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The Tiger Woods era is over, proclaims Golf Channel's Brandel Chamblee

Tiger contends he’s encouraged by his play at the British Open, but Golf Channel analyst Brandel Chamblee says Woods’ poor performance proves the dominance of the former world No. 1 is over.

Matthew Lewis

Tiger Woods may believe he can resuscitate his golf game as successfully as surgeons repaired his aching back, but as far as Brandel Chamblee was concerned the Tiger era died at Royal Liverpool on June 19, 2014.

Woods had not yet officially killed his chances of winning his 15th major at the site of last week’s British Open, but the brash Golf Channel analyst and outspoken Tiger critic was ready to dissect the corpse of the former World No. 1’s major championship chase even before he took the field in Sunday’s finale.

"There was a beginning of his career, a middle of his career; this is the end of his career, no question about it," Chamblee said on Saturday after Woods carded a 1-over 73 in the third round of the Open Championship and a day after he eked out a 77 to make the weekend cut on the number. "And if you want to qualify ‘era’ as dominance, then the Tiger era is over, and we’ll never see it again."

(Video courtesy of Golf Channel)

It would be easy to brush off the comments of the guy who flunked Woods out of his 2013 class for his cavalier attitude toward the rules despite a five-win season as just more Tiger-bashing if it were not for the way Woods flailed about on a course he had conquered at the 2006 Open Championship. An opening-round 69 offered promise that Woods could actually compete in only his second start since back surgery in March, but even Tiger appeared to know that his strong play down the stretch was an illusion.

"Pretty much everything. I need to get everything a little bit better," he told reporters after carding five birdies and a bogey on his back nine following a 1-over 36 on the front, before heading to the range for some post-game fine-tuning.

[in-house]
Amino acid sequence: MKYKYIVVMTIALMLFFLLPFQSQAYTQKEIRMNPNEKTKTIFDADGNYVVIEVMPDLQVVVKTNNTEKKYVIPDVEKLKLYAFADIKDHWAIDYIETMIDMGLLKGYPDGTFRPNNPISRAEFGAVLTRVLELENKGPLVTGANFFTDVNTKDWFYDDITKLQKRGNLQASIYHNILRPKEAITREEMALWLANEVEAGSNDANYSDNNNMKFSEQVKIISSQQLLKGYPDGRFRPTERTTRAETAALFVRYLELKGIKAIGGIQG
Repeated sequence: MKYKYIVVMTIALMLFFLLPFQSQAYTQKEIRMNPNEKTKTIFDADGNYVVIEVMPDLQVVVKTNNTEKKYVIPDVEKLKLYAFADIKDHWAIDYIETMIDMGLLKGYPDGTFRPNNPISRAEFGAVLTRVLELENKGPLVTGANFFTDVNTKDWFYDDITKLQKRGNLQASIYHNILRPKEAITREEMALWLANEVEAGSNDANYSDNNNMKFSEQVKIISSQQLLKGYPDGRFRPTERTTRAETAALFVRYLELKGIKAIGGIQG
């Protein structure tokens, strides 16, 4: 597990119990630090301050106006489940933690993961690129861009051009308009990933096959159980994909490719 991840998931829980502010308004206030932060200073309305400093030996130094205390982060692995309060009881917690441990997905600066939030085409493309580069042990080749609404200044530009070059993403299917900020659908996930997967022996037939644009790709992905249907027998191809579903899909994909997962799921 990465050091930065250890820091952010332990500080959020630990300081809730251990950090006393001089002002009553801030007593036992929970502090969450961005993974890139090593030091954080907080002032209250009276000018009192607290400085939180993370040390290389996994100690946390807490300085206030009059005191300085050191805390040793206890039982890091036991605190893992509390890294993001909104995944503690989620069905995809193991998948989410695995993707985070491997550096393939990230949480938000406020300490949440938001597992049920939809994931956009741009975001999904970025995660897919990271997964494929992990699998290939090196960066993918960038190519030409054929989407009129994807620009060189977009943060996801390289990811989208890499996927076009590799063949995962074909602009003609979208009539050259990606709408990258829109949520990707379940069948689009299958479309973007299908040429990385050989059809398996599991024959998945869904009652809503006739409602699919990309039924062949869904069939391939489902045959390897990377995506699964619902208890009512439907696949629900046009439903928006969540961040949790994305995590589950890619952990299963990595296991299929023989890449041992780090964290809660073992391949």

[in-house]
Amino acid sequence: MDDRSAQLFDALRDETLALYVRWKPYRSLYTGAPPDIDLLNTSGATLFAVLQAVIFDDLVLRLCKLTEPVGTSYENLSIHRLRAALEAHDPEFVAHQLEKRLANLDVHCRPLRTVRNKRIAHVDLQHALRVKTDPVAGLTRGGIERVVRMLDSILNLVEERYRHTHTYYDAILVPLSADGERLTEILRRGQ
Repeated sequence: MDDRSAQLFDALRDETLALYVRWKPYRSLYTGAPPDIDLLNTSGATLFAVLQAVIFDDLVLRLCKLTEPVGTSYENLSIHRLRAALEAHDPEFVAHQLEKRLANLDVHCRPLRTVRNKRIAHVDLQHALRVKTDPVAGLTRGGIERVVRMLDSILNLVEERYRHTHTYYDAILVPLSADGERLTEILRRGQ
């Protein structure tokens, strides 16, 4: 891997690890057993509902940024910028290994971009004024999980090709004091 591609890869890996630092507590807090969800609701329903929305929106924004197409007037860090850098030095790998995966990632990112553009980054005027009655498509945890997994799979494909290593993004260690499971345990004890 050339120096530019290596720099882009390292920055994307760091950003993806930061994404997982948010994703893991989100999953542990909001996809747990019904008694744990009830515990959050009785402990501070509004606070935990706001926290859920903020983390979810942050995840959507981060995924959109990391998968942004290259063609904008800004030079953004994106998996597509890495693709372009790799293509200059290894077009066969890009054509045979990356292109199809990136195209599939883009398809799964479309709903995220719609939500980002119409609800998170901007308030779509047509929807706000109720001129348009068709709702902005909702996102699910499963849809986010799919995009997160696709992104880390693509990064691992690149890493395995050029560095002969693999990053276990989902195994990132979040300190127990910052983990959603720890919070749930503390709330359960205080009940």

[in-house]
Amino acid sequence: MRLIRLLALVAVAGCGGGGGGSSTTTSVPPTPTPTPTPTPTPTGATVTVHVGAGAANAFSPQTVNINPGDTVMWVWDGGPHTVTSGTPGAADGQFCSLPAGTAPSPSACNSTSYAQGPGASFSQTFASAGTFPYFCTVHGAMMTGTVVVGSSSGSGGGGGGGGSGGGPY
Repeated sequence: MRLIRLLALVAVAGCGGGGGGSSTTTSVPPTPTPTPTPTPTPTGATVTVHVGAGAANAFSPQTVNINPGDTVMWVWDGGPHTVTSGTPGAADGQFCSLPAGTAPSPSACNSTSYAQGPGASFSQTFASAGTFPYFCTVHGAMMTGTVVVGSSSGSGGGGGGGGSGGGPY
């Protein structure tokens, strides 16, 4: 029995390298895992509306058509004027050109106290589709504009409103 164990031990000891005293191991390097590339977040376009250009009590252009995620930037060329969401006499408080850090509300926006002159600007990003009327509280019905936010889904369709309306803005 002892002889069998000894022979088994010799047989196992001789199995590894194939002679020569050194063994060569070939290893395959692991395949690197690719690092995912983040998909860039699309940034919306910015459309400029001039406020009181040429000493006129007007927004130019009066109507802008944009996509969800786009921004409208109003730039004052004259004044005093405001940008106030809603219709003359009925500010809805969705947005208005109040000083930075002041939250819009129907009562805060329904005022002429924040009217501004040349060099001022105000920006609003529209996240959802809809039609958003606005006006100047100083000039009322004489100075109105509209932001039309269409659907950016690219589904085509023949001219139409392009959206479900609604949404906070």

The extra work between rounds may have been enough to get Tiger to the weekend, but Chamblee believes he will need a great deal more than practice sessions with swing coach Sean Foley to reach the promised land again.

"If he had never abandoned either Butch Harmon’s swing or Hank Haney’s swing, either of them was good enough to ride into the sunset with 25 major championships," said Chamblee, who asserted that Woods’ Foley-re-engineered swing "will not hold up like the one before."

"Watching a guy swing that short and that quick and develop the yips -- and there is no other word for it, the yips -- with his driver, is really sad to see," Chamblee said about Woods' "strong grip and a wipe slice" motion with a driver that could not find the fairway. "And he is never, ever going to dominate with this move unless he changes it, because he still has between his ears what made him the best player of all time perhaps."

Not surprisingly, Woods, who finished 6-over and 23 shots behind winner and three-time major titleholder Rory McIlroy, had a completely different view of his abilities. He entered the week claiming (with nary a wink, wink, nudge, nudge) that his goal was, as always, to win the event; he ended it by asserting the experience shed light on his current strengths and weaknesses.

"I've got more game time under my belt. Obviously there's a lot of things I need to work on, but I haven't been able to work on a lot. I was down for three months," Woods said before heading for the tarmac just as McIlroy was beginning his final round. "So I'm just now starting to come back."

While Chamblee may agree to disagree, Woods reiterated what has become his post-surgery mantra.

"I’m only getting stronger and faster, which is great," he said. "I think we did the smart thing by not playing too much leading into this event, just want to assess how my back was. And where I need to strengthen, how I need to go about it, how to gain my explosiveness again, and all that's come along."

As for how he would assess his week-long results, Woods wanted none of any Chamblee-type report card.